Ethnic Studies Will Be in California High Schools, and It’s Mandatory


Jeffrey Barragan

Arroyo High School in El Monte, California is one of thousands of High Schools in the State that will have to add ethnic studies courses to its curriculum.

Ethnic studies courses are now a requirement for all high school students in California. On Friday, Oct 8, 2021, Gov. Gavin Newsom passed Assembly Bill AB 101, a bill that makes ethnic studies classes a graduation requirement.

California is the first state in the United States to pass a mandatory ethnic studies course for high school students. Ethnic studies is the study of race, ethnicity, and nationality, and even social class. It focuses on topics related to the experience of minority races and ethnicities, and how it plays a role in shaping society and societal constructs, communities, and individuals. The course requirement will apply to both public and private schools in the State.

The Demographics of California

Ethnic studies courses in California high schools are a big step in providing more than just white US history to students. According to the most recent estimates by the US Census Bureau, California is continuing to become an increasingly minority-majority state. Hispanic or Latinxs make up 39.4% of the State’s population. Followed by Asians who make up 15.5%, then Blacks who make up 6.5%, and finally Native Americans who make up only 1.6% of California’s population. 

In other words, over 63% of the population of California is considered a racial minority. In comparison, those who identify as “White alone, not Hispanic or Latino” only make up 36.5% of the State’s population.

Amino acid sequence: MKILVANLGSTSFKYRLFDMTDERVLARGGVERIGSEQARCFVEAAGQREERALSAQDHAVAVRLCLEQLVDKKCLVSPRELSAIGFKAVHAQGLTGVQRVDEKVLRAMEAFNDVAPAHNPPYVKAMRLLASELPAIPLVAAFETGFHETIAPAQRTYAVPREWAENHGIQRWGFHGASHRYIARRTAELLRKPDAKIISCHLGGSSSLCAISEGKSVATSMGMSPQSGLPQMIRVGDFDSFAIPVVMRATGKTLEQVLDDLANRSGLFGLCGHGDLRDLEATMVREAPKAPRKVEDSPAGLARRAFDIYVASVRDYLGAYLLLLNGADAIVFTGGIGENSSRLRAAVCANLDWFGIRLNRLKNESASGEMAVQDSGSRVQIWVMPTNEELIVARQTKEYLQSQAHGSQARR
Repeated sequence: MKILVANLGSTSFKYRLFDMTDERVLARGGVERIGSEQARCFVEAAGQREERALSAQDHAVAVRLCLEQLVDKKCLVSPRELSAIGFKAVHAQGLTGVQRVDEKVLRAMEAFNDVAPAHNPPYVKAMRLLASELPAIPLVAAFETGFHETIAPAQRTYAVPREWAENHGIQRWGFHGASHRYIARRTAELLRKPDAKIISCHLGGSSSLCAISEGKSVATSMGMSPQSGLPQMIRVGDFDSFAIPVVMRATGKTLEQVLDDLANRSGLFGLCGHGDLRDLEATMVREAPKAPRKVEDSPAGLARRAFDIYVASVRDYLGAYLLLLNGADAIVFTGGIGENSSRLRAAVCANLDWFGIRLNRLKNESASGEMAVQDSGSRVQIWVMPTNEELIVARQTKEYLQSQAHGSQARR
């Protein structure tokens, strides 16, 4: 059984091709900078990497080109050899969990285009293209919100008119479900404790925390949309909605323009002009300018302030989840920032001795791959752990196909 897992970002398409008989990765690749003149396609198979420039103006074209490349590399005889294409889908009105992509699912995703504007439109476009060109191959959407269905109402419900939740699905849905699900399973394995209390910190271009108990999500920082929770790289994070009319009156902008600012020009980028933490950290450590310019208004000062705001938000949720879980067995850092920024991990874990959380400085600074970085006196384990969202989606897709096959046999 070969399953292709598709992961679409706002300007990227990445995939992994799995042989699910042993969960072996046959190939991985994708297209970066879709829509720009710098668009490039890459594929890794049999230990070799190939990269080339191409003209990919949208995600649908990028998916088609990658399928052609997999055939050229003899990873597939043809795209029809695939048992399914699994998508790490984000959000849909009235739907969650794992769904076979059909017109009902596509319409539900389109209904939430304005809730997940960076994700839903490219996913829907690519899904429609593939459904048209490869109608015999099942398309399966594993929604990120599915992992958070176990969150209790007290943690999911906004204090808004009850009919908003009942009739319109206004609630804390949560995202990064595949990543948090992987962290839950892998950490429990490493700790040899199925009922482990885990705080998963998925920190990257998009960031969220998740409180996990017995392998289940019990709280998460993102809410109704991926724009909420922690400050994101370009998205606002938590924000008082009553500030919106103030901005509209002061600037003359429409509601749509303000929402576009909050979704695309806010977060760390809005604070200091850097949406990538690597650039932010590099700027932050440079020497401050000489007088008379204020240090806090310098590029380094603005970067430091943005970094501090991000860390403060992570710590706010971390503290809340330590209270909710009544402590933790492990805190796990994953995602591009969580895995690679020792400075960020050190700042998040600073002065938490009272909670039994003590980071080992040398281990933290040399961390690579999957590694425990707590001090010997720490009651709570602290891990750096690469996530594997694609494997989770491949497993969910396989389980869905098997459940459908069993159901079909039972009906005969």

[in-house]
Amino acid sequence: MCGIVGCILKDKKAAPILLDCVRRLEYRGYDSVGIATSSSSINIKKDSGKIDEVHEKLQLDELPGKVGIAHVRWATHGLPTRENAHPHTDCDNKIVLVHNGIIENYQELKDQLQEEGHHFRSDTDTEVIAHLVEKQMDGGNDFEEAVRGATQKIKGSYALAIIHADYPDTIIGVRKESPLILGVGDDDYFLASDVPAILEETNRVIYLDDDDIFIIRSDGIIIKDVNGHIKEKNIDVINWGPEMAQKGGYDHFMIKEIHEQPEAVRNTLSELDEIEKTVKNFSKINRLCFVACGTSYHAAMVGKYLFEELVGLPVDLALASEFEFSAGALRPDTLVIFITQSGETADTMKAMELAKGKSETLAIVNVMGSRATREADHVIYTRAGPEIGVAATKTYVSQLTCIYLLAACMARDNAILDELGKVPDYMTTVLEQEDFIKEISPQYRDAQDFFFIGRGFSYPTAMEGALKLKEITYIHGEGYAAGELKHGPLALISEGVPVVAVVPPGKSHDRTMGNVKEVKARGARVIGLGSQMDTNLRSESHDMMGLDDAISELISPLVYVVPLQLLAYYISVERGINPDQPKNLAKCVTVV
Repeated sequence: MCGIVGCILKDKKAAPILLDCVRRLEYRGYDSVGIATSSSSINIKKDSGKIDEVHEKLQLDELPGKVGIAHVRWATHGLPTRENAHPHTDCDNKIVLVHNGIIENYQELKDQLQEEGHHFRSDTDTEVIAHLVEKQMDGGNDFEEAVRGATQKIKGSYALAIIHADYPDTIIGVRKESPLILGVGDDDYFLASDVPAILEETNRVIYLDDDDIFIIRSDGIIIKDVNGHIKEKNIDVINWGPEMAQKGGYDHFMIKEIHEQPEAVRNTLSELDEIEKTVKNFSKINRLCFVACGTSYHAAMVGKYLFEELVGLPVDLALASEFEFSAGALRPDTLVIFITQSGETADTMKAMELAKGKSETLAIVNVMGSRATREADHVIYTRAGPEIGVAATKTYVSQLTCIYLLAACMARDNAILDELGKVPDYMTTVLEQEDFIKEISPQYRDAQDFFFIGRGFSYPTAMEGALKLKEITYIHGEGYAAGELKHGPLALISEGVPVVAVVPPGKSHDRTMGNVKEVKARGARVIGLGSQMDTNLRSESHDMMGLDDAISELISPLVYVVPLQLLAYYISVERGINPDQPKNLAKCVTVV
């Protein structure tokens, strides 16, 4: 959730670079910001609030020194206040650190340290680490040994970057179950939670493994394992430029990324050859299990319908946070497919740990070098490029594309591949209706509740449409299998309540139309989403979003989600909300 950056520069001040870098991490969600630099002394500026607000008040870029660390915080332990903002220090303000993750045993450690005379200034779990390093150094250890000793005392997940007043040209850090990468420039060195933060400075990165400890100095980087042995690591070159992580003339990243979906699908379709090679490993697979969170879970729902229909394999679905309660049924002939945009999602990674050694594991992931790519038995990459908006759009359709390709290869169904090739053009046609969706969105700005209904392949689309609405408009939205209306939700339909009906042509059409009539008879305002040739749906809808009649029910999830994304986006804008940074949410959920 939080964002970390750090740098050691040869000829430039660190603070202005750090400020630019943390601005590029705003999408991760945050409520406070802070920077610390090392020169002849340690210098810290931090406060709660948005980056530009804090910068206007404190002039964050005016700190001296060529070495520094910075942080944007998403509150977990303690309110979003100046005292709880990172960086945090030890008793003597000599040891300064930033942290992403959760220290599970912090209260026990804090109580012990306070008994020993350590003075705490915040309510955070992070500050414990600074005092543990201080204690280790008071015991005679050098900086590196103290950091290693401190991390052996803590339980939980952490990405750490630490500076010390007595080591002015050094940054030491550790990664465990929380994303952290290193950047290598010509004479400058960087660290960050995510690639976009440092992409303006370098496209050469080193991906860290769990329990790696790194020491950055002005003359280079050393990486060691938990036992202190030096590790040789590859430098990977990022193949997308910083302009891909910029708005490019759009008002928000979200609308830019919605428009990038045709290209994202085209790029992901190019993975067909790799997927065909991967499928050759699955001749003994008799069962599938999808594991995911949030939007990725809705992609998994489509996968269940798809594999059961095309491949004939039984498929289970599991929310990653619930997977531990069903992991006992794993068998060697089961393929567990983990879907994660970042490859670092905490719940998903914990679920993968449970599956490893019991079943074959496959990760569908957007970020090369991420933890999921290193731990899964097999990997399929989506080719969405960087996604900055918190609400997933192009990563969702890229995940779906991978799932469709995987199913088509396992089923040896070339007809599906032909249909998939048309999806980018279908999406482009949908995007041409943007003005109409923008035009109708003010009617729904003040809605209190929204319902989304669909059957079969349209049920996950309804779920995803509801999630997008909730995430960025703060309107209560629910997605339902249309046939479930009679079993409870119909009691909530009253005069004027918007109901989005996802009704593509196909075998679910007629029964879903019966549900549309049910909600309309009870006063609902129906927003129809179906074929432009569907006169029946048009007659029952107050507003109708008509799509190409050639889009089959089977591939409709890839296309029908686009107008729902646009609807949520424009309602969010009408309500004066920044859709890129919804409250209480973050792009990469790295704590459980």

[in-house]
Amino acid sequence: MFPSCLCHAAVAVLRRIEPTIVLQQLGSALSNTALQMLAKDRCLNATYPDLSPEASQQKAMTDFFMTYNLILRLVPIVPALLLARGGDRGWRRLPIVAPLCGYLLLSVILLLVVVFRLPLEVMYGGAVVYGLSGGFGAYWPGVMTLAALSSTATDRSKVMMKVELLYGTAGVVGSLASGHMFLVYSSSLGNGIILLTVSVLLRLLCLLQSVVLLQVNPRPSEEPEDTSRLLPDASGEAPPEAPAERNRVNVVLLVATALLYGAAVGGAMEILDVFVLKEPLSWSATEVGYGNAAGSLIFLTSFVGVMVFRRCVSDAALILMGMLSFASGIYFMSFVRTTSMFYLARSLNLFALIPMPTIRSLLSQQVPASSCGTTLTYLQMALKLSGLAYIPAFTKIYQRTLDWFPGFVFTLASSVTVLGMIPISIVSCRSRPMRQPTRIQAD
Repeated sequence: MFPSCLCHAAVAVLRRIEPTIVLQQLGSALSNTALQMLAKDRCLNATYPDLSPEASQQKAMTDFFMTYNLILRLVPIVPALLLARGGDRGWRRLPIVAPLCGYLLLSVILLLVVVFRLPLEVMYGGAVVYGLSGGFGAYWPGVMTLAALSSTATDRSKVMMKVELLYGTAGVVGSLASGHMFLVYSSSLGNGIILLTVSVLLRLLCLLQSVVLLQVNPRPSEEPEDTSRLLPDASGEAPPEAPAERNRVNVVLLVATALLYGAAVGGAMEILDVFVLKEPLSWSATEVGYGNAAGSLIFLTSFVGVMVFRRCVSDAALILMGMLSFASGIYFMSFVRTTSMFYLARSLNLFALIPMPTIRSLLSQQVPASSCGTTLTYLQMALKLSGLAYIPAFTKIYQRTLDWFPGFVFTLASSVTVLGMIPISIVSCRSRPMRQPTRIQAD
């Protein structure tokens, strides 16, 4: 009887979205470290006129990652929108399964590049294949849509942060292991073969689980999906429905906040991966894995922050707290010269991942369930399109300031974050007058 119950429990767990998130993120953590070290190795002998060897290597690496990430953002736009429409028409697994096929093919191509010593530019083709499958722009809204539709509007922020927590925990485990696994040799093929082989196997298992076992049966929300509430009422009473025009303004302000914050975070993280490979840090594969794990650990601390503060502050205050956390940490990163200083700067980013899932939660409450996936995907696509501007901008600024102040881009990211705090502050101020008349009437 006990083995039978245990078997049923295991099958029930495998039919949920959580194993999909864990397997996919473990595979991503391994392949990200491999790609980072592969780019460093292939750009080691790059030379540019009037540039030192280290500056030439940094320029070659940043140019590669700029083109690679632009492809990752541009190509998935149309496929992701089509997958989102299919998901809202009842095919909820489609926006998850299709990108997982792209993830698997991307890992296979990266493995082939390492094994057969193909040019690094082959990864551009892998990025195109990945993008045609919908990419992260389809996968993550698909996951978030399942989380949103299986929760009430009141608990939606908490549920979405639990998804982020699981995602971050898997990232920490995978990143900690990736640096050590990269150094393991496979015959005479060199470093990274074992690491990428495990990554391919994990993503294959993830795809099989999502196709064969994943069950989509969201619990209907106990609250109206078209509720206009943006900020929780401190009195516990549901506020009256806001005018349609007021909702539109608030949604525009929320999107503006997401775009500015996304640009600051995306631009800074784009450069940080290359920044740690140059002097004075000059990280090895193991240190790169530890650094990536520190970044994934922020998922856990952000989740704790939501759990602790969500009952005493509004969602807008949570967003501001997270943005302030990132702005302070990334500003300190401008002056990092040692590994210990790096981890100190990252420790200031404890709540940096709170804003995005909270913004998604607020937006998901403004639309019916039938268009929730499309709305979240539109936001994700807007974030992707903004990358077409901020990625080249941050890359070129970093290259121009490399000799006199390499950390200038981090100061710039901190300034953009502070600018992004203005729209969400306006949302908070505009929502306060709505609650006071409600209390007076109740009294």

Ethnic Studies in California High Schools

The Bill will add one semester of ethnic studies classes to the required curriculum of 9 – 12 grade students. But as part of AB 101, schools will have the ability to extend the requirement of ethnic studies to an entire school year. The course will become mandatory beginning at the start of the 2025-26 school year. And it will officially be a graduation requirement for the Class of 2030.

Students will be able to complete the requirement by taking already existing ethnic studies courses. In addition, school districts and other related governing school boards can also develop a locally based ethnic studies course. Students may also get to complete ethnic studies as part of the A–G requirements needed to attend a University of California or California State University.

High schools have historically only focused on the whitewashed version of history. And they have largely ignored Latinx, Asian, Black, and Native American history in the US. Some schools in California and the US offer ethnic studies, but it isn’t the majority of schools.

Assembly Bill AB 101 will change that by making ethnic studies more accessible to all students in California. At the same time, ethnic studies will provide students with critical and relatable courses in a state with a minority-majority population.